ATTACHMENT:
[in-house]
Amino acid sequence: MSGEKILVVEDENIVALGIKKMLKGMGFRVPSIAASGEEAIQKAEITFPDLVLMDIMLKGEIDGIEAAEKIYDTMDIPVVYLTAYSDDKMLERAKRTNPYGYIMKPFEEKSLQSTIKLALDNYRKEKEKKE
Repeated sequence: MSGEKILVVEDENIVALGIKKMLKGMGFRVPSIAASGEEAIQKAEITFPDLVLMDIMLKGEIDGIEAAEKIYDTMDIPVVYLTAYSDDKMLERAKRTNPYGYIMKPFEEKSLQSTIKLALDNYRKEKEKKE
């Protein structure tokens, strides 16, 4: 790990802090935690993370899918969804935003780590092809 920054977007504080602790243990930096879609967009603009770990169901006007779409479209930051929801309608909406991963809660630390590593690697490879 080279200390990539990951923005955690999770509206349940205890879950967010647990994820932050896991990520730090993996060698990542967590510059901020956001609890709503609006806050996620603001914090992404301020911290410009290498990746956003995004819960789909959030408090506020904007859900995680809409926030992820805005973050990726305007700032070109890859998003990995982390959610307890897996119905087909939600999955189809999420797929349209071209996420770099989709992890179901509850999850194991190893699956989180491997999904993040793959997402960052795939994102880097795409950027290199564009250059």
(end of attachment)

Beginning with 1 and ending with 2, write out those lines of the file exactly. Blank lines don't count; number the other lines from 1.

[in-house]
Amino acid sequence: MSGEKILVVEDENIVALGIKKMLKGMGFRVPSIAASGEEAIQKAEITFPDLVLMDIMLKGEIDGIEAAEKIYDTMDIPVVYLTAYSDDKMLERAKRTNPYGYIMKPFEEKSLQSTIKLALDNYRKEKEKKE